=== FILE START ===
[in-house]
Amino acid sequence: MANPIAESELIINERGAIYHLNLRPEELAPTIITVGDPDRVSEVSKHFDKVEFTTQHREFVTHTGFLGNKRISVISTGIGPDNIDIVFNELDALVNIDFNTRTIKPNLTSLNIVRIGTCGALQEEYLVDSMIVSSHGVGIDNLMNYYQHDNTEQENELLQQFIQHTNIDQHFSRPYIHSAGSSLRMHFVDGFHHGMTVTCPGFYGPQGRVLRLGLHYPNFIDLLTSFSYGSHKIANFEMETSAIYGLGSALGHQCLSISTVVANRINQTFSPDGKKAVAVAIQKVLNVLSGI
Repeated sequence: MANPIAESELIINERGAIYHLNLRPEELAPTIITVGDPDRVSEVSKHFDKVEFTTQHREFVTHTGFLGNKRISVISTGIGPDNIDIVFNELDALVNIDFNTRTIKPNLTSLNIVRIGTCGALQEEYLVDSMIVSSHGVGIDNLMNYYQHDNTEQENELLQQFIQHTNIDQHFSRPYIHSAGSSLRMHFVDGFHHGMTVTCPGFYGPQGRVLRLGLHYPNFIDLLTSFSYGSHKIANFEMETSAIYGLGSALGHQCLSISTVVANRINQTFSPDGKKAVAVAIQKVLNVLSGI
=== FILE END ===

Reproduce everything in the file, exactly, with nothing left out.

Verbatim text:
[in-house]
Amino acid sequence: MANPIAESELIINERGAIYHLNLRPEELAPTIITVGDPDRVSEVSKHFDKVEFTTQHREFVTHTGFLGNKRISVISTGIGPDNIDIVFNELDALVNIDFNTRTIKPNLTSLNIVRIGTCGALQEEYLVDSMIVSSHGVGIDNLMNYYQHDNTEQENELLQQFIQHTNIDQHFSRPYIHSAGSSLRMHFVDGFHHGMTVTCPGFYGPQGRVLRLGLHYPNFIDLLTSFSYGSHKIANFEMETSAIYGLGSALGHQCLSISTVVANRINQTFSPDGKKAVAVAIQKVLNVLSGI
Repeated sequence: MANPIAESELIINERGAIYHLNLRPEELAPTIITVGDPDRVSEVSKHFDKVEFTTQHREFVTHTGFLGNKRISVISTGIGPDNIDIVFNELDALVNIDFNTRTIKPNLTSLNIVRIGTCGALQEEYLVDSMIVSSHGVGIDNLMNYYQHDNTEQENELLQQFIQHTNIDQHFSRPYIHSAGSSLRMHFVDGFHHGMTVTCPGFYGPQGRVLRLGLHYPNFIDLLTSFSYGSHKIANFEMETSAIYGLGSALGHQCLSISTVVANRINQTFSPDGKKAVAVAIQKVLNVLSGI